Q:

What is the difference between auditing and accounting?

A:

Accounting is the process of recording transactions that occur within a business, as well as creating reports for internal and external dissemination based on those transactions. Auditing, on the other hand, is the process of reviewing a business' activities, either as an overall entity or through specific departments.

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The transactions covered in accounting include everything from sales and services to purchases and financing activities. All of these transactions are recorded in a series of financial journals, using a set of rules known as generally accepted accounting principles. These rules ensure that account books are standardized across organizations. Once the transactions are recorded for a specified period, a business quarter or year for example, financial reports are created by an accountant that summarize the transactions and present the financial results of business conducted during that period.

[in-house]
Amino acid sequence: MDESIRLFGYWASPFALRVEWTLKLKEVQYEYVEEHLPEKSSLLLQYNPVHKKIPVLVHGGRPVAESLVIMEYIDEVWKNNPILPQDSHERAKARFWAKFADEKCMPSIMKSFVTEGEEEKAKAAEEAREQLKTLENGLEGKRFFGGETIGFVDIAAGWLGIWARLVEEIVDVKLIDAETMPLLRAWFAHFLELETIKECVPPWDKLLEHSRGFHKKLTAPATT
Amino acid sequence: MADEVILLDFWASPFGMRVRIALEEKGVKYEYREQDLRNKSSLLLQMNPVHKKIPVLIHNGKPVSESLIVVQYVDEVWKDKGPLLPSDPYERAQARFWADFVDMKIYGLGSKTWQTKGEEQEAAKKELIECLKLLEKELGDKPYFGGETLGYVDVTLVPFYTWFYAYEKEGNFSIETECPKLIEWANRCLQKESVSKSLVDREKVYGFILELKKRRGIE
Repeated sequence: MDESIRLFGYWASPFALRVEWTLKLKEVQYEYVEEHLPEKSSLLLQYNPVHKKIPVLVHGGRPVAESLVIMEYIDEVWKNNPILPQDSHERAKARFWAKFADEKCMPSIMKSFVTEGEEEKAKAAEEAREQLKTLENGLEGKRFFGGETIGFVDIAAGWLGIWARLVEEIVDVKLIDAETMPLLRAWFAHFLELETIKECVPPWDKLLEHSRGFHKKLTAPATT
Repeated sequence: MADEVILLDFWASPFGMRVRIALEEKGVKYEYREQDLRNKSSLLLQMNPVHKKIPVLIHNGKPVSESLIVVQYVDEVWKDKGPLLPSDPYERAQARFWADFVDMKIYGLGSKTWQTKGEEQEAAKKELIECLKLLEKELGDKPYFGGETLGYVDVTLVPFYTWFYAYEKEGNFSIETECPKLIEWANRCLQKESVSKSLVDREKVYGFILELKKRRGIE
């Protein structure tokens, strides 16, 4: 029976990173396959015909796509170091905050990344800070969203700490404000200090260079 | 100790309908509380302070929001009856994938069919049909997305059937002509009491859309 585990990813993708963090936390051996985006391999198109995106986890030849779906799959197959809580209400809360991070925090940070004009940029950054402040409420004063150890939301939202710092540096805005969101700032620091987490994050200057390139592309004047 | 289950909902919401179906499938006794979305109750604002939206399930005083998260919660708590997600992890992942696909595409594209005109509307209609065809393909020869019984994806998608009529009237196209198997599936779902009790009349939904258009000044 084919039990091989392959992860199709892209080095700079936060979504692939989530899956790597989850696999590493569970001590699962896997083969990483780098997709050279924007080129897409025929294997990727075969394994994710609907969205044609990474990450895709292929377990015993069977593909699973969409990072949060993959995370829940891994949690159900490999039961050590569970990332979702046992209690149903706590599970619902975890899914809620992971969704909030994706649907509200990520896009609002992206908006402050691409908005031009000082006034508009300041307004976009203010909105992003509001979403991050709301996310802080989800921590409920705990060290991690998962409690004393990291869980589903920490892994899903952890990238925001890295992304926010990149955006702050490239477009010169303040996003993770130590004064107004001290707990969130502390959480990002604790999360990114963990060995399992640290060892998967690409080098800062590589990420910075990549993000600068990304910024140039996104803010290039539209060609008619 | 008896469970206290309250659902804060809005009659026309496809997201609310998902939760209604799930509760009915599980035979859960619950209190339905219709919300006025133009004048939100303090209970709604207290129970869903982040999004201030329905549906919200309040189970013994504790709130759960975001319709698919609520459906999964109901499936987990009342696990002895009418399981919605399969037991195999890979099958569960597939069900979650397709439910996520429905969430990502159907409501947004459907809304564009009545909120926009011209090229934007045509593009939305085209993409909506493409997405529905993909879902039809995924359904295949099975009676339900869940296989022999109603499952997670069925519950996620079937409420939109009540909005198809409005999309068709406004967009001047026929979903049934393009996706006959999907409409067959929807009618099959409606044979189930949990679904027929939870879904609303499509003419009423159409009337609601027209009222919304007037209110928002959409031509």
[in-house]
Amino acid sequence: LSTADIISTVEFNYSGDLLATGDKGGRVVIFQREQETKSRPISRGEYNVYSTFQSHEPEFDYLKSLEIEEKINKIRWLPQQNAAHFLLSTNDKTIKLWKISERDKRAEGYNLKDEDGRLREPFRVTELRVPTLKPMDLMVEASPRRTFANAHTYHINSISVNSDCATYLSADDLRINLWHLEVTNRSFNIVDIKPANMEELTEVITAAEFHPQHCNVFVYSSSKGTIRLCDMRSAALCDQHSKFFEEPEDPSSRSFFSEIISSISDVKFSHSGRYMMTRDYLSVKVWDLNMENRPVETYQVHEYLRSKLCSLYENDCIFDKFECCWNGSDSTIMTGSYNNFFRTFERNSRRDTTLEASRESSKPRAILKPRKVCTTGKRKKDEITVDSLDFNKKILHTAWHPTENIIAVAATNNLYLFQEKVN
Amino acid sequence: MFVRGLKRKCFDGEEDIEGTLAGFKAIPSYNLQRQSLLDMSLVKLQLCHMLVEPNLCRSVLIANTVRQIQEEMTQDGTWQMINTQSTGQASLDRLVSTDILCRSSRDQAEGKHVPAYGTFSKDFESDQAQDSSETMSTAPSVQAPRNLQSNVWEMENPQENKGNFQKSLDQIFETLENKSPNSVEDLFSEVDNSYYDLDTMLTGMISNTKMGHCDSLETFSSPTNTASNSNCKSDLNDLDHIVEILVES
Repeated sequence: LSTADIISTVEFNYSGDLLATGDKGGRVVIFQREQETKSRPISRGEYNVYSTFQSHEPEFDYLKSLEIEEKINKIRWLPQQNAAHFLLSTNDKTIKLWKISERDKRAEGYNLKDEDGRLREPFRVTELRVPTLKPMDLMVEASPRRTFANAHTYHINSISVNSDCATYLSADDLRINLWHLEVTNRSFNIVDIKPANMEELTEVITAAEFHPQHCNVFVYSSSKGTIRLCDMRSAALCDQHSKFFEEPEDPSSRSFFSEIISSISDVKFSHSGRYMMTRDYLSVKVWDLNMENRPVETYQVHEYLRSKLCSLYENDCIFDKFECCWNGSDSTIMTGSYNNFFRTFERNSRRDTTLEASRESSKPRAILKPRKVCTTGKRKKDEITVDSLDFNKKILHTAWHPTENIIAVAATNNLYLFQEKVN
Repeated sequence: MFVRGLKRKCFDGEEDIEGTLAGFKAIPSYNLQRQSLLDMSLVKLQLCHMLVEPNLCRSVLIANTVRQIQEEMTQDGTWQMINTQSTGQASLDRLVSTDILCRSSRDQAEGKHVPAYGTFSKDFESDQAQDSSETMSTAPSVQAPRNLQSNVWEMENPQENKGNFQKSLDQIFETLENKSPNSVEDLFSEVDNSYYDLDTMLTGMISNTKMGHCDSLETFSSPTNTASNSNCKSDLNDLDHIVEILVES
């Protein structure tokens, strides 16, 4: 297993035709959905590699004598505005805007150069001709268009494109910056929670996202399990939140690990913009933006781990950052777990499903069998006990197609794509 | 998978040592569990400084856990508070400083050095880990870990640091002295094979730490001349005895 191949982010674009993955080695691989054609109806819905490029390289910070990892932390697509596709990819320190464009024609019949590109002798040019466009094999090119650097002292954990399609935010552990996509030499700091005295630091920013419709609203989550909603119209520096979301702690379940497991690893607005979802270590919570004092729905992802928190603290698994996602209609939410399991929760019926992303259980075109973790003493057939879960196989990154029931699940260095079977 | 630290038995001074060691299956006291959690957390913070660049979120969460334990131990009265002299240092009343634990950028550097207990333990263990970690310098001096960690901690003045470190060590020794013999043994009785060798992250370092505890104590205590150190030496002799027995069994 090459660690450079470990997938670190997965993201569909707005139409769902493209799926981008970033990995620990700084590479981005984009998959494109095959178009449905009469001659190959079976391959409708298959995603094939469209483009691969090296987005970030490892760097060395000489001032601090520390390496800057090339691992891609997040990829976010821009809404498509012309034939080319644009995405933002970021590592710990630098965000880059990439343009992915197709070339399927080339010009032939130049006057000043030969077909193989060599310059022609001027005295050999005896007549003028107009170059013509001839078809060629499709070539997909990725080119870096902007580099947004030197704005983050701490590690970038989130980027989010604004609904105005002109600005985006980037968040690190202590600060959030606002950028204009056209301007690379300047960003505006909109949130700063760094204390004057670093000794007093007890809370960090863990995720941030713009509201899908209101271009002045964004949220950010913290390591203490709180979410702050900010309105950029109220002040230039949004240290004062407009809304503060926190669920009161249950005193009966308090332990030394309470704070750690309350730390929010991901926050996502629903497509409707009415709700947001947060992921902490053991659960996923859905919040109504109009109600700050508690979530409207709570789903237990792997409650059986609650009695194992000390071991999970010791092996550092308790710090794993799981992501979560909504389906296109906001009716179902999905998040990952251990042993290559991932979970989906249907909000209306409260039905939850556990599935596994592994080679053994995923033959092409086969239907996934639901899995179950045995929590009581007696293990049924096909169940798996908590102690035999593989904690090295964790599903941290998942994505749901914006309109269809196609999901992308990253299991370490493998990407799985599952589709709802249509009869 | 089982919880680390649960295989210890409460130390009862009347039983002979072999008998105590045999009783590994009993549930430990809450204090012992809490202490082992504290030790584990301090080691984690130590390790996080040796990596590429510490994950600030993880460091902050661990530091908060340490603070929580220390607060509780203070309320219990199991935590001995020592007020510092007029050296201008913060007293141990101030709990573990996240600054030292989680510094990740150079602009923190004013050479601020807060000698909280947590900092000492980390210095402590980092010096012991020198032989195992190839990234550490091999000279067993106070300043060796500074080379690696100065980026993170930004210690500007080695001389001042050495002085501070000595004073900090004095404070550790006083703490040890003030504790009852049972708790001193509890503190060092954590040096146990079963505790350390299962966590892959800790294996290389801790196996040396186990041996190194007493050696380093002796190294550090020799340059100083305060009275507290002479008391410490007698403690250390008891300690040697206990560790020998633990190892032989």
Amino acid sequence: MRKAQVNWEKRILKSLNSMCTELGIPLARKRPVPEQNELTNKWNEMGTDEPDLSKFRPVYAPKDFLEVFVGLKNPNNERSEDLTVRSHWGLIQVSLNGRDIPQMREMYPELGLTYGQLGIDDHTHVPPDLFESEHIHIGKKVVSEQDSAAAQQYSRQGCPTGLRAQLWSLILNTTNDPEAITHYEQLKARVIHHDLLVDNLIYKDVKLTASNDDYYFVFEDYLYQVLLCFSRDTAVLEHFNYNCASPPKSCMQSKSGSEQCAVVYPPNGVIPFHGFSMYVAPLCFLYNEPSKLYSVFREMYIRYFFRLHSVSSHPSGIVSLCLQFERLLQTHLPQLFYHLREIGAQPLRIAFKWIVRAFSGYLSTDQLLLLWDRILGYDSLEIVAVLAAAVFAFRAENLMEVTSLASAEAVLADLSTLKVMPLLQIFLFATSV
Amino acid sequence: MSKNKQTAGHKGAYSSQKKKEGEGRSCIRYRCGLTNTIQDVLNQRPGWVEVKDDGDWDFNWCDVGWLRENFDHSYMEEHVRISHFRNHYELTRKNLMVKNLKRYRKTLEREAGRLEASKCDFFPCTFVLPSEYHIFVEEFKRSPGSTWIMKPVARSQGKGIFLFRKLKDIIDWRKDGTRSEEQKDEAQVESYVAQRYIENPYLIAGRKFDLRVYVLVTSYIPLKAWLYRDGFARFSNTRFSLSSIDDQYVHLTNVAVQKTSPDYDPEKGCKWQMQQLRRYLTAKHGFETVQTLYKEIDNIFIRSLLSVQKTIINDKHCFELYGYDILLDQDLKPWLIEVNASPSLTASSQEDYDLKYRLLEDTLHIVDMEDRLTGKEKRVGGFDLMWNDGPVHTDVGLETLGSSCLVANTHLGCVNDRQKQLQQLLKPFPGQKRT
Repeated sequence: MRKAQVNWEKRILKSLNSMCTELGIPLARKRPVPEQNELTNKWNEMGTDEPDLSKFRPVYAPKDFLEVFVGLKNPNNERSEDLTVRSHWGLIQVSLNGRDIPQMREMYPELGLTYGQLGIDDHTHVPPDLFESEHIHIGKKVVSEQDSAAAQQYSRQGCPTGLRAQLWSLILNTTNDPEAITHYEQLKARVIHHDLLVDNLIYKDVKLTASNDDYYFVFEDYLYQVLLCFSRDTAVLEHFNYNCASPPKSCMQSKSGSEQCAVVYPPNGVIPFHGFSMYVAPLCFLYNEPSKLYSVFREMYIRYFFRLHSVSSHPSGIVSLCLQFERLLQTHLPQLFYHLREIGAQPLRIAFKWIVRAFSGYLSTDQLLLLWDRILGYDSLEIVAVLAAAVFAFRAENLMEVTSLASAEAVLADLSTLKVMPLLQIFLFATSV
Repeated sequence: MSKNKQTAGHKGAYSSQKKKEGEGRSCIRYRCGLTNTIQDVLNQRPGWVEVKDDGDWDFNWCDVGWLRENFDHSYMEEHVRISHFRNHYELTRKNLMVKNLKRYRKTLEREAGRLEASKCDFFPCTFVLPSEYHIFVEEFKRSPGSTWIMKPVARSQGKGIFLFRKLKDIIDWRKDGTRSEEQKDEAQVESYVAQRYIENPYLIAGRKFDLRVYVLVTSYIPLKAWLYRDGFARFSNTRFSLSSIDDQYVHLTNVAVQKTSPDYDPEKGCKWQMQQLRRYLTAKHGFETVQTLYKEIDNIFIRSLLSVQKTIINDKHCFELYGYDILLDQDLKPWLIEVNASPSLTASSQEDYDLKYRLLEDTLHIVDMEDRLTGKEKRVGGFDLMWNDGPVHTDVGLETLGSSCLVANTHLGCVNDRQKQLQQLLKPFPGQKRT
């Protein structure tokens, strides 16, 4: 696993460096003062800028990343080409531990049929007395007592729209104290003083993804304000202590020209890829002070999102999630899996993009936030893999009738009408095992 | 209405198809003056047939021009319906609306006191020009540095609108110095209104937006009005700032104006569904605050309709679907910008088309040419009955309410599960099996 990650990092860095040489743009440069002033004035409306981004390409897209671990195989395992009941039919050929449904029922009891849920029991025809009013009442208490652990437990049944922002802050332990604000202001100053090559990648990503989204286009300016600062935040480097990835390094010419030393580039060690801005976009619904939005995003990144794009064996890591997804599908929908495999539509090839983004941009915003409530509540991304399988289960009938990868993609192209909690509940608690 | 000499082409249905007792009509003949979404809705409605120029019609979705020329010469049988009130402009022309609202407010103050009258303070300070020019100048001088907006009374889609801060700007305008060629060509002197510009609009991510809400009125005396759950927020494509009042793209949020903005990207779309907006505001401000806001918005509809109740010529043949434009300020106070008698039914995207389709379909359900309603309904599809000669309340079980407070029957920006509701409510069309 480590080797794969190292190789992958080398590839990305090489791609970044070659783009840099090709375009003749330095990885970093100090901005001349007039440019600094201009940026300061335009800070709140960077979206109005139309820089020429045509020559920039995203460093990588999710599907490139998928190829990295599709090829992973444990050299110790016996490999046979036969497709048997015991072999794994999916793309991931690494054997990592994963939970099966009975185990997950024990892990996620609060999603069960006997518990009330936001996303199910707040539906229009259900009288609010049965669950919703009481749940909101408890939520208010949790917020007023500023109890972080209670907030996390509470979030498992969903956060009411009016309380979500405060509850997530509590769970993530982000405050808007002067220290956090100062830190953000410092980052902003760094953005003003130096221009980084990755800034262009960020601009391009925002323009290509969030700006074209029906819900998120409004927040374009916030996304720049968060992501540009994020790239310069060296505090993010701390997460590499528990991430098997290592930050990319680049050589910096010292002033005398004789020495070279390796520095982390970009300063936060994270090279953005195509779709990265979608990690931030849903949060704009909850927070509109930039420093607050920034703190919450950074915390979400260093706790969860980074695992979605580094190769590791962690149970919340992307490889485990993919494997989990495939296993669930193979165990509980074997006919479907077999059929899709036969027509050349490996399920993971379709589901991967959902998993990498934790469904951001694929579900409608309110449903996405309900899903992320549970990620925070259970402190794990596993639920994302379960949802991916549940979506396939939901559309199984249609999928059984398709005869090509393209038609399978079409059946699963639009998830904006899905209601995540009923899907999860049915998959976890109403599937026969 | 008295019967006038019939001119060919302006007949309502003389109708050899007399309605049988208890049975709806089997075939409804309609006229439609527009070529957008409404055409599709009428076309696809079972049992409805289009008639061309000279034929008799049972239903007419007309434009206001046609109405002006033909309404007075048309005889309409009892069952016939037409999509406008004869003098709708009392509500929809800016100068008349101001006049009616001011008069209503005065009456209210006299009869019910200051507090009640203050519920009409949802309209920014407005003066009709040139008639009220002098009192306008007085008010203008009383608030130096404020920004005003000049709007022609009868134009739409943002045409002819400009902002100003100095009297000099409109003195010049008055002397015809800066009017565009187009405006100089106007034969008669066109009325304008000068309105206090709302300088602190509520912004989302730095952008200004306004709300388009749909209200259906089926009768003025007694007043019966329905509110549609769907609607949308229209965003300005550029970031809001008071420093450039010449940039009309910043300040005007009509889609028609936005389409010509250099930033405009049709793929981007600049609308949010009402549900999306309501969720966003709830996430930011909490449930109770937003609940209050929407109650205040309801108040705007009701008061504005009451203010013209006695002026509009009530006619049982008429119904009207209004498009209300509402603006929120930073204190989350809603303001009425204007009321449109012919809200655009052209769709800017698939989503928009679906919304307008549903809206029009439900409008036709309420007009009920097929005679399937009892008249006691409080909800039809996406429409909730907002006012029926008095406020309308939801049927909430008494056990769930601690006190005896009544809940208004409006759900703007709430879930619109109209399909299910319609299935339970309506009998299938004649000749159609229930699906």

Auditing is used generally to improve a company's business methods or to find mistakes that can lead to financial or legal issues. Auditing is closely related to accounting in that it often covers the accounting process to ensure that the accountants for an organization are following the accounting principles. Auditing can also be done on any aspect of the business, checking that actual business activities are following acceptable procedures. During the auditing process, changes can be recommended as well, to make the organization more efficient or profitable.

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    A:

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